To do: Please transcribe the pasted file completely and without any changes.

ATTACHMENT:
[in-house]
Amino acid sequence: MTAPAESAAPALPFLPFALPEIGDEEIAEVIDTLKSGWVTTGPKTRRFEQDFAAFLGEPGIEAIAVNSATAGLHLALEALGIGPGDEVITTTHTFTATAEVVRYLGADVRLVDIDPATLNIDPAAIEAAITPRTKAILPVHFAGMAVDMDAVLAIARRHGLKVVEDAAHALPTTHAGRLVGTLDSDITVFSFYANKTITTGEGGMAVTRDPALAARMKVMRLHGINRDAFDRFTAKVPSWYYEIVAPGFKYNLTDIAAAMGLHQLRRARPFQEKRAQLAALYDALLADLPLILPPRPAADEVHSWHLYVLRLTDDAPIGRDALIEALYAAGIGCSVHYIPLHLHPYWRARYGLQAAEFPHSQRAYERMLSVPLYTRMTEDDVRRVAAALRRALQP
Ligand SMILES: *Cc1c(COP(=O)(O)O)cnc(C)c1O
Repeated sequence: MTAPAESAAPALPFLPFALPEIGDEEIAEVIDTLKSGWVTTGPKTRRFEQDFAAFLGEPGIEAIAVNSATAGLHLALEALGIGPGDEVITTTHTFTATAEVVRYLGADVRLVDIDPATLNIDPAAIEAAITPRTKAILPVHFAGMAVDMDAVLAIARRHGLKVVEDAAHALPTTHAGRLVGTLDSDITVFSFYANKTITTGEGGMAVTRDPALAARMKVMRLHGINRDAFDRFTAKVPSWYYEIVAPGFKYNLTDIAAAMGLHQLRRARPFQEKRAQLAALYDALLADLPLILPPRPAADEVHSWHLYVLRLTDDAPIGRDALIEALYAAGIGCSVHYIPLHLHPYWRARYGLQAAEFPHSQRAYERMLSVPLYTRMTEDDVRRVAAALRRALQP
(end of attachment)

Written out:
[in-house]
Amino acid sequence: MTAPAESAAPALPFLPFALPEIGDEEIAEVIDTLKSGWVTTGPKTRRFEQDFAAFLGEPGIEAIAVNSATAGLHLALEALGIGPGDEVITTTHTFTATAEVVRYLGADVRLVDIDPATLNIDPAAIEAAITPRTKAILPVHFAGMAVDMDAVLAIARRHGLKVVEDAAHALPTTHAGRLVGTLDSDITVFSFYANKTITTGEGGMAVTRDPALAARMKVMRLHGINRDAFDRFTAKVPSWYYEIVAPGFKYNLTDIAAAMGLHQLRRARPFQEKRAQLAALYDALLADLPLILPPRPAADEVHSWHLYVLRLTDDAPIGRDALIEALYAAGIGCSVHYIPLHLHPYWRARYGLQAAEFPHSQRAYERMLSVPLYTRMTEDDVRRVAAALRRALQP
Ligand SMILES: *Cc1c(COP(=O)(O)O)cnc(C)c1O
Repeated sequence: MTAPAESAAPALPFLPFALPEIGDEEIAEVIDTLKSGWVTTGPKTRRFEQDFAAFLGEPGIEAIAVNSATAGLHLALEALGIGPGDEVITTTHTFTATAEVVRYLGADVRLVDIDPATLNIDPAAIEAAITPRTKAILPVHFAGMAVDMDAVLAIARRHGLKVVEDAAHALPTTHAGRLVGTLDSDITVFSFYANKTITTGEGGMAVTRDPALAARMKVMRLHGINRDAFDRFTAKVPSWYYEIVAPGFKYNLTDIAAAMGLHQLRRARPFQEKRAQLAALYDALLADLPLILPPRPAADEVHSWHLYVLRLTDDAPIGRDALIEALYAAGIGCSVHYIPLHLHPYWRARYGLQAAEFPHSQRAYERMLSVPLYTRMTEDDVRRVAAALRRALQP